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FDA approves 4-IN-1 childhood vaccine



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Parents and children may breathe a sigh of relief with the introduction of a new single-shot vaccine that protects kids against measles, mumps, rubella and chickenpox.

This could mean one less shot and one less doctor visit, advocates say.

The U.S. Food and Drug Administration approved the vaccine, brand-named Proquad, manufactured by Merck, on Tuesday. The vaccine -- a combination of the company's measles, mumps, rubella vaccine and its chickenpox shot -- is designed for children from 12 months to 12 years of age.

Proquad is the first and only vaccine approved in the United States to help protect against these four diseases in a single shot, according to Merck. It is also approved for use in children 12 months to 12 years of age if a second dose of measles, mumps, and rubella vaccine is to be given.

The approval of this new vaccination combination came after it was tested in over 5,000 children, the drug company says in a statement.

"The advantage of putting two vaccines together has been recognized by medical authorities," says Dr. Henry Shinefield, a clinical professor of pediatrics and dermatology at the University of California, San Francisco School of Medicine and a consultant to Merck.

"There is an obvious advantage to the children," Shinefield says. "They only get one shot." In addition, there are advantages to doctors, who can limit the number of different vaccines they have on hand, he says.

Shinefield also says there is an advantage to the community.

Having to get only one shot instead of two may mean that more children get vaccinated, he says. "The community benefits by having less disease."

"Based on the public health benefits realized following the introduction of other combination vaccines, such as MMR II (rubella), we expect Proquad to become a primary option for prevention of measles, mumps, rubella and chickenpox," said Dr.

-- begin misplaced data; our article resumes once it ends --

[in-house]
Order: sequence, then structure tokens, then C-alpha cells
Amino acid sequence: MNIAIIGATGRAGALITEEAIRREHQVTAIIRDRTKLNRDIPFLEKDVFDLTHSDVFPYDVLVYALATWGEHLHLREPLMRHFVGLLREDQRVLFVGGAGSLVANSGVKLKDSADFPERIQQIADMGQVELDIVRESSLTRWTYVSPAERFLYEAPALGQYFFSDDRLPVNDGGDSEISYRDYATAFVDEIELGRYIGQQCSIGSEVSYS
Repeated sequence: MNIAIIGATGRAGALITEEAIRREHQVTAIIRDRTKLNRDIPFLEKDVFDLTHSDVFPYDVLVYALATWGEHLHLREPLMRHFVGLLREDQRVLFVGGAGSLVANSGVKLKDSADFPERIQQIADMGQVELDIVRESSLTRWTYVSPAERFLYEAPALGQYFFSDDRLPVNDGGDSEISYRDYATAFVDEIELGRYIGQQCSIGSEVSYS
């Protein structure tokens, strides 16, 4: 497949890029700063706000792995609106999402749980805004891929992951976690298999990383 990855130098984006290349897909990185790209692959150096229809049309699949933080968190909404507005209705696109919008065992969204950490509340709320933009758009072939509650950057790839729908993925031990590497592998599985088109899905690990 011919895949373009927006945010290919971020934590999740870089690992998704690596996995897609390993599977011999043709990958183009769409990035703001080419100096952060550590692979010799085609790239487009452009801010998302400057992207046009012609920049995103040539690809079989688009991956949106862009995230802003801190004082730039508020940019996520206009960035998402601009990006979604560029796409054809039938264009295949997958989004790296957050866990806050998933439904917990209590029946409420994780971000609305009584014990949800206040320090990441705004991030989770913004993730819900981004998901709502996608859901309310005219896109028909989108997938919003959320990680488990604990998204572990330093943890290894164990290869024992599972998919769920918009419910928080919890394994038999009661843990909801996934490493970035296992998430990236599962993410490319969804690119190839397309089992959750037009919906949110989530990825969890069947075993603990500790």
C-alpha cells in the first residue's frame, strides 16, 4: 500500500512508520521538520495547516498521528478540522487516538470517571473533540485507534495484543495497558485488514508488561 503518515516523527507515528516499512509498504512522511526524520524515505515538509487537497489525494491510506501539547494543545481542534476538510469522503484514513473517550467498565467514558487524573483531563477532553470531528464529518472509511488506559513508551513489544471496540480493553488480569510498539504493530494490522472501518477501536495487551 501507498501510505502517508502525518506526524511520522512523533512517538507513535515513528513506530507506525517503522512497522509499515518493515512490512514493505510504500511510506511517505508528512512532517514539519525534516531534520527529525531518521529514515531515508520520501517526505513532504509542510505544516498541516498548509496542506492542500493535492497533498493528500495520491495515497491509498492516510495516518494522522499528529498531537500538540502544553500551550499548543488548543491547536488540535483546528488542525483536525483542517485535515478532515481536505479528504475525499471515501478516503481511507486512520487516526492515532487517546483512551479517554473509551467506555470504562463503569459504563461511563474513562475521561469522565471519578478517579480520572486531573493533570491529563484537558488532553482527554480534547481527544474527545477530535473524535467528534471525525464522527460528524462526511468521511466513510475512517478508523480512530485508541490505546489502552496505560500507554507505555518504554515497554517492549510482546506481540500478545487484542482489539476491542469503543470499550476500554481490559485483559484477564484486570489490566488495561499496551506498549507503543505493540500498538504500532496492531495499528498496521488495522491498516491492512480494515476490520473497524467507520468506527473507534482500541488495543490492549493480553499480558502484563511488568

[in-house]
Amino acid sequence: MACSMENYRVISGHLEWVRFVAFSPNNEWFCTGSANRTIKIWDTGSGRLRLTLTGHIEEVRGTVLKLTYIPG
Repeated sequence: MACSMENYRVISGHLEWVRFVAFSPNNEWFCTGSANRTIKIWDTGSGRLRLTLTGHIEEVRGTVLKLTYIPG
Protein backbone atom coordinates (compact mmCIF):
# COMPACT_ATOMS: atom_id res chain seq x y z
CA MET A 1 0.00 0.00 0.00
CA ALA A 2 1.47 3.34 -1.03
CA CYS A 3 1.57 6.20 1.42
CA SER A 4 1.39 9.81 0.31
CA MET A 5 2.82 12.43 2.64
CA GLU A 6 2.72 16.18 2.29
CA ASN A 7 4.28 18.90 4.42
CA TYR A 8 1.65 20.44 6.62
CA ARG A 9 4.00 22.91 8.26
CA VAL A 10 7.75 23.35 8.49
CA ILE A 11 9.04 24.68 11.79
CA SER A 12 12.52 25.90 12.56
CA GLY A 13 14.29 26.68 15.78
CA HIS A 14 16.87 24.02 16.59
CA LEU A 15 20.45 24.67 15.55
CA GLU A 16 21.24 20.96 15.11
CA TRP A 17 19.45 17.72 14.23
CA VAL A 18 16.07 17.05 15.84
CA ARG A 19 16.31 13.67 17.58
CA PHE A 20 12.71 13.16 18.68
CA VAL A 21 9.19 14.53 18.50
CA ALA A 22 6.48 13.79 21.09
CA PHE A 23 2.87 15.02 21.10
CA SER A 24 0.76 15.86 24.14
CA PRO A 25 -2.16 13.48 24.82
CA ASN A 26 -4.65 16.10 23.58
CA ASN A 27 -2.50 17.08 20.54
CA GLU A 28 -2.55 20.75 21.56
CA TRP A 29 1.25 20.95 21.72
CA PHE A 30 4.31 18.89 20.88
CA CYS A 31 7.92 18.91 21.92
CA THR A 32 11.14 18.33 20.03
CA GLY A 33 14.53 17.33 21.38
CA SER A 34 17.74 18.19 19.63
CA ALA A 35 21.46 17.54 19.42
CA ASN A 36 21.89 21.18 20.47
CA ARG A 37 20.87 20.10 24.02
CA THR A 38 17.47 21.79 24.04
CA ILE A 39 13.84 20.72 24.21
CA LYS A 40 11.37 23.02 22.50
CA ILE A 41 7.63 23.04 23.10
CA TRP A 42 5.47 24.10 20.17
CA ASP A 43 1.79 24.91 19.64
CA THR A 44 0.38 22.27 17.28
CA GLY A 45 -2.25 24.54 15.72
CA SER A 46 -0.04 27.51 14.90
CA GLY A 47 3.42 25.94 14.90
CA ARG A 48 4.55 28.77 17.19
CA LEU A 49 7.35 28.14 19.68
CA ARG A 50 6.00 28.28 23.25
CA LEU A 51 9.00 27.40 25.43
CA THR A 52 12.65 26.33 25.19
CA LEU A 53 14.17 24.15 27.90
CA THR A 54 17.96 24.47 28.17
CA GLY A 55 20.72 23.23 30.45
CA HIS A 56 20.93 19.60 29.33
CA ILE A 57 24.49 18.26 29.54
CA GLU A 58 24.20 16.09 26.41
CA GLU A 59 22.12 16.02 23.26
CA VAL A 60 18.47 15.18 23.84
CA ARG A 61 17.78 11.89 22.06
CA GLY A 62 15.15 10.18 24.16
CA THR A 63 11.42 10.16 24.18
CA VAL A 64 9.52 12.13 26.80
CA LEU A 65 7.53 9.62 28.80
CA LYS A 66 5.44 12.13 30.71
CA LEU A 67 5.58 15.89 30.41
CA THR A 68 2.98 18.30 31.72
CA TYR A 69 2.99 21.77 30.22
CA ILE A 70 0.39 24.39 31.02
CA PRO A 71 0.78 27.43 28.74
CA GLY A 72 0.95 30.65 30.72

Mark Feinberg, vice president of policy, public health and medical affairs in Merck's Vaccine Division, in a prepared statement.

Proquad can help reduce the gap that exists in the United States between vaccination rates for chickenpox -- which were an estimated 87.5 percent in 2004 -- and rates for measles, mumps and rubella -- which were an estimated 93 percent in 2004, Feinberg says. "The main goal for any vaccine is to help eliminate disease, and this is possible when very high vaccination rates are achieved in the community."

In terms of potential side effects, Shinefield doesn't see any more danger than there is with the current two vaccines. "It is important that children and parents be made aware of every side effect," he says. "The side effects with this vaccine are inline with what we see with other vaccines."

One critic of vaccines is cautious about the use of this new vaccine.

"The FDA should have required far larger studies," says Barbara Loe Fisher, the co-founder and president of the National Vaccine Information Center. "You are combining five live viruses into one vaccine, which has never been done before."

Fisher notes that there are still unanswered questions about some of these vaccines and the likelihood of having long-term adverse effects on children.

"Particularly in regard to continuing reports of regression after MMR (rubella) vaccine -- the hypothesis that exposing children to three live viruses at once is causing some genetically susceptible children to regress and have a persistent measles infection leading to autism and intestinal bowel disorders," she says.

As far as Proquad is concerned, Fisher says it hasn't been truly tested, because it has only been tested against other vaccines, and not against a placebo. "With a new vaccine like this, you should be comparing it against placebo to find out the true adverse reaction rate."

(The HealthDay Web site is at www.HealthDay.com.)

c.2005 HealthDay News

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